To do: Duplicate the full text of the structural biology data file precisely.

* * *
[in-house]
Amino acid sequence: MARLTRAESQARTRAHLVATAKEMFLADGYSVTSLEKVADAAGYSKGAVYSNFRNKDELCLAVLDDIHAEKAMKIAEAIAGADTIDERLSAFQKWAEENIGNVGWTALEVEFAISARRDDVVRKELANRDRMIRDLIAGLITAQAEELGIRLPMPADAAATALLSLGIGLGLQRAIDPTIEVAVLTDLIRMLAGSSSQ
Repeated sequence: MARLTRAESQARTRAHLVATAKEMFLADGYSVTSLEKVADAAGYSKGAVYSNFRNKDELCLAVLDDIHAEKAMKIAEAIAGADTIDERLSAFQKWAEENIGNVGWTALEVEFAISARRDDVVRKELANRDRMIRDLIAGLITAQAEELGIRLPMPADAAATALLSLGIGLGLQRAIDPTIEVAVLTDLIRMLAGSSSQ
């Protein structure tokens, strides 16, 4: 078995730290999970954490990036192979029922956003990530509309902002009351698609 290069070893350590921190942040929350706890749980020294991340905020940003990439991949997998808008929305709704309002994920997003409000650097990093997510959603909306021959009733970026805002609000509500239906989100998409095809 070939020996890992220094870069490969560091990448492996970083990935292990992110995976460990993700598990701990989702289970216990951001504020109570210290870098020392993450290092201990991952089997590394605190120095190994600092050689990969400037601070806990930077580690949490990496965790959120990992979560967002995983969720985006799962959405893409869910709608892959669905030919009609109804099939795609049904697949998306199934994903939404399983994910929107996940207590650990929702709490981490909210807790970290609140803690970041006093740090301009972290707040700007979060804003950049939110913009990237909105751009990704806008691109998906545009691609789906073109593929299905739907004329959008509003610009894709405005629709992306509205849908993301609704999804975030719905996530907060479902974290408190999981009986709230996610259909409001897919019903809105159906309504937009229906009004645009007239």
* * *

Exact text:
[in-house]
Amino acid sequence: MARLTRAESQARTRAHLVATAKEMFLADGYSVTSLEKVADAAGYSKGAVYSNFRNKDELCLAVLDDIHAEKAMKIAEAIAGADTIDERLSAFQKWAEENIGNVGWTALEVEFAISARRDDVVRKELANRDRMIRDLIAGLITAQAEELGIRLPMPADAAATALLSLGIGLGLQRAIDPTIEVAVLTDLIRMLAGSSSQ
Repeated sequence: MARLTRAESQARTRAHLVATAKEMFLADGYSVTSLEKVADAAGYSKGAVYSNFRNKDELCLAVLDDIHAEKAMKIAEAIAGADTIDERLSAFQKWAEENIGNVGWTALEVEFAISARRDDVVRKELANRDRMIRDLIAGLITAQAEELGIRLPMPADAAATALLSLGIGLGLQRAIDPTIEVAVLTDLIRMLAGSSSQ
């Protein structure tokens, strides 16, 4: 078995730290999970954490990036192979029922956003990530509309902002009351698609 290069070893350590921190942040929350706890749980020294991340905020940003990439991949997998808008929305709704309002994920997003409000650097990093997510959603909306021959009733970026805002609000509500239906989100998409095809 070939020996890992220094870069490969560091990448492996970083990935292990992110995976460990993700598990701990989702289970216990951001504020109570210290870098020392993450290092201990991952089997590394605190120095190994600092050689990969400037601070806990930077580690949490990496965790959120990992979560967002995983969720985006799962959405893409869910709608892959669905030919009609109804099939795609049904697949998306199934994903939404399983994910929107996940207590650990929702709490981490909210807790970290609140803690970041006093740090301009972290707040700007979060804003950049939110913009990237909105751009990704806008691109998906545009691609789906073109593929299905739907004329959008509003610009894709405005629709992306509205849908993301609704999804975030719905996530907060479902974290408190999981009986709230996610259909409001897919019903809105159906309504937009229906009004645009007239």